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Ask Dr. Nandi: New treatment enables removal of 'inoperable' pancreatic cancer

Posted: 5:21 PM, Jun 03, 2019
Updated: 2019-06-03 17:36:48-04
Ask Dr. Nandi: What is pancreatic cancer?

(WXYZ) — A promising new treatment for a cancer that is on the verge of becoming the second leading cause of death for Americans. Pancreatic cancer is widely-known as a silent killer, as it’s often not diagnosed until the disease has advanced.

Question: Is this new treatment a game-changer?

This new treatment protocol is definitely offering hope. Now the clinical trial took place at the Massachusetts General Hospital Cancer Center. All of the study’s patients were diagnosed with locally advanced pancreatic cancer. This means the tumor is confined to the pancreas. However, the cancer typically can’t be removed surgically because of nearby abdominal blood vessels. But, chemotherapy, radiation and the blood pressure drug losartan were administered to the patients as a combo therapy. And of the 49 study participants, 34 were able to have their tumors surgically removed. Looking at percentages, that’s 61% which is pretty impressive. It really sets a new benchmark.

Question: So how did the blood pressure drug help?

In animal models, researchers found that losartan helped with delivering chemotherapy drugs. Pancreatic tumors tend to have a tough rind or outer skin, so it’s hard for drugs to get in and fight it. But scientists believe Losartan can soften the tumor exterior, making it vulnerable. But to really answer that question, a much larger clinical trial is needed, which is the next step.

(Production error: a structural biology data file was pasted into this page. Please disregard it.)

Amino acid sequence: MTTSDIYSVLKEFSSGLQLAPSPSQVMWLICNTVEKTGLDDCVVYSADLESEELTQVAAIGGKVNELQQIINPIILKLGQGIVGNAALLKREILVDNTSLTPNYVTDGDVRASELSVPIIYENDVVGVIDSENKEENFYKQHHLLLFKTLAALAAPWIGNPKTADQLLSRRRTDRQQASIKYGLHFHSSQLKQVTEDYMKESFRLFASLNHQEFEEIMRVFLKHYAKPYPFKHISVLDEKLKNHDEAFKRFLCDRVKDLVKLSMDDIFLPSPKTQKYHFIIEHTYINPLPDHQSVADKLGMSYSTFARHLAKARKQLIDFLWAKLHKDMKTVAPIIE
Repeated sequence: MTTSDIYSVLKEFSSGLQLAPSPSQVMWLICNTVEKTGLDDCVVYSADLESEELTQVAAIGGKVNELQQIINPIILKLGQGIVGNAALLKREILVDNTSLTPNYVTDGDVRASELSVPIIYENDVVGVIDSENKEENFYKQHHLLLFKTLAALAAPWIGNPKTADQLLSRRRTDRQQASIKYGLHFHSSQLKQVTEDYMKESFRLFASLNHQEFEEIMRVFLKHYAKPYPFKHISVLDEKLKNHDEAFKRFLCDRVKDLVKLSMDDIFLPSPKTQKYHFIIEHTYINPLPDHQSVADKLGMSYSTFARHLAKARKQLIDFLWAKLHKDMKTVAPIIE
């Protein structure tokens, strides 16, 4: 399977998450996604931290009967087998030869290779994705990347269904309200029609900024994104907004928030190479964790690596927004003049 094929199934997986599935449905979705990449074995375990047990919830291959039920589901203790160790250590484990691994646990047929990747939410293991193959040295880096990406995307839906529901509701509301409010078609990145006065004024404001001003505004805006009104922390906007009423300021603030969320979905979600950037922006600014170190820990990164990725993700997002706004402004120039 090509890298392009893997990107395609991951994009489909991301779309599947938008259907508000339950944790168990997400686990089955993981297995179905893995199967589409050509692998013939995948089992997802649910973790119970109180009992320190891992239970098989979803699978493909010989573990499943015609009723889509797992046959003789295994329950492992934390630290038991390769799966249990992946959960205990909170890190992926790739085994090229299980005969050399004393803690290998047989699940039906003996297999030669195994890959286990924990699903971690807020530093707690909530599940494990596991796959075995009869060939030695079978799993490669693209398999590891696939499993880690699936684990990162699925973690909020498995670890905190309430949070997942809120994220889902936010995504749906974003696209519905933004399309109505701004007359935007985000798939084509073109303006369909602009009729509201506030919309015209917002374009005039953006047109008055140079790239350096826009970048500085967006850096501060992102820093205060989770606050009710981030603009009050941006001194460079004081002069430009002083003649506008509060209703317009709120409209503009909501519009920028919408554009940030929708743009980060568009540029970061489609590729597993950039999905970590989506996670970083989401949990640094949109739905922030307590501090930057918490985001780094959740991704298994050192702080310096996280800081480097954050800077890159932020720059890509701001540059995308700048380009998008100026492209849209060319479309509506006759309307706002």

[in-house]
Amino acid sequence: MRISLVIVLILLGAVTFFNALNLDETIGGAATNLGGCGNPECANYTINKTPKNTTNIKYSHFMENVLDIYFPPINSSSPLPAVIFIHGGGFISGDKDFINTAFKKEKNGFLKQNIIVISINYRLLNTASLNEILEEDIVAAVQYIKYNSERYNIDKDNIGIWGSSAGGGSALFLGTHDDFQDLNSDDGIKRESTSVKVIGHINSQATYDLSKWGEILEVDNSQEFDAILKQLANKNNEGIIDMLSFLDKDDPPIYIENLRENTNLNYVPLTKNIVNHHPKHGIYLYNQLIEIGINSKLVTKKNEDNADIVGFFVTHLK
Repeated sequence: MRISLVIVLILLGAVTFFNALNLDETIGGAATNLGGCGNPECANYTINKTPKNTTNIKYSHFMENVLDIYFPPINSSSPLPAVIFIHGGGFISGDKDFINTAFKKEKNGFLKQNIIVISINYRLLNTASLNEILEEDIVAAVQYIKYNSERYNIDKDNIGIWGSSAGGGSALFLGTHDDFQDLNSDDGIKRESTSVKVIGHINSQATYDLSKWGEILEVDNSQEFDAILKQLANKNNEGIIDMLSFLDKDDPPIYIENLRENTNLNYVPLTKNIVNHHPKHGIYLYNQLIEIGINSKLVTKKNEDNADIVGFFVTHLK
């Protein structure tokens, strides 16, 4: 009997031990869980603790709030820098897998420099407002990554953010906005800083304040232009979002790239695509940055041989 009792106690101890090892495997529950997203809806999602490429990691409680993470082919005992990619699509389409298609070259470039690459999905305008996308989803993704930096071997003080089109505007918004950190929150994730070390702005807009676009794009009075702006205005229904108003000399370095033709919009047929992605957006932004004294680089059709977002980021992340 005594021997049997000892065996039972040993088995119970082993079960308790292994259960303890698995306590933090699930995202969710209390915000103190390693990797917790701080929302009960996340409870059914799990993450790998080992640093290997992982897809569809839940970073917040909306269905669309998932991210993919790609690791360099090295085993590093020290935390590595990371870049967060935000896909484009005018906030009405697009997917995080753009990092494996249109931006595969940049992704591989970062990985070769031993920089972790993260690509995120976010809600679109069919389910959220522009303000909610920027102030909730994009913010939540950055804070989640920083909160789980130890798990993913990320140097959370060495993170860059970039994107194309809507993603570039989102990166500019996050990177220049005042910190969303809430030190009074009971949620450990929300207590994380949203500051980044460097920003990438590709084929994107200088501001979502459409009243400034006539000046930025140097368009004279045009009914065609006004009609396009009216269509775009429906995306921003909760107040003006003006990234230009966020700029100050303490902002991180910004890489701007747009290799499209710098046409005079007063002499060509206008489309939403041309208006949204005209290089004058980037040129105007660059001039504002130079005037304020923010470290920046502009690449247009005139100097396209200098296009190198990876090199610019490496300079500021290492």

Question: So here’s the most important question, how were the survival rates?

The study reported that both the time until recurrence and the overall survival time were significantly longer. On average, the patients survived a median of 33 months, so just under 3 years. While that may not seem like a lot, locally advanced pancreatic cancer is really considered an incurable disease. And sadly, most people with the disease will die before the end of the first year. But hopefully the next clinical trial will have even better news. Since Losartan activated several immune system pathways, researchers are planning to use a different blood pressure drug for the next round.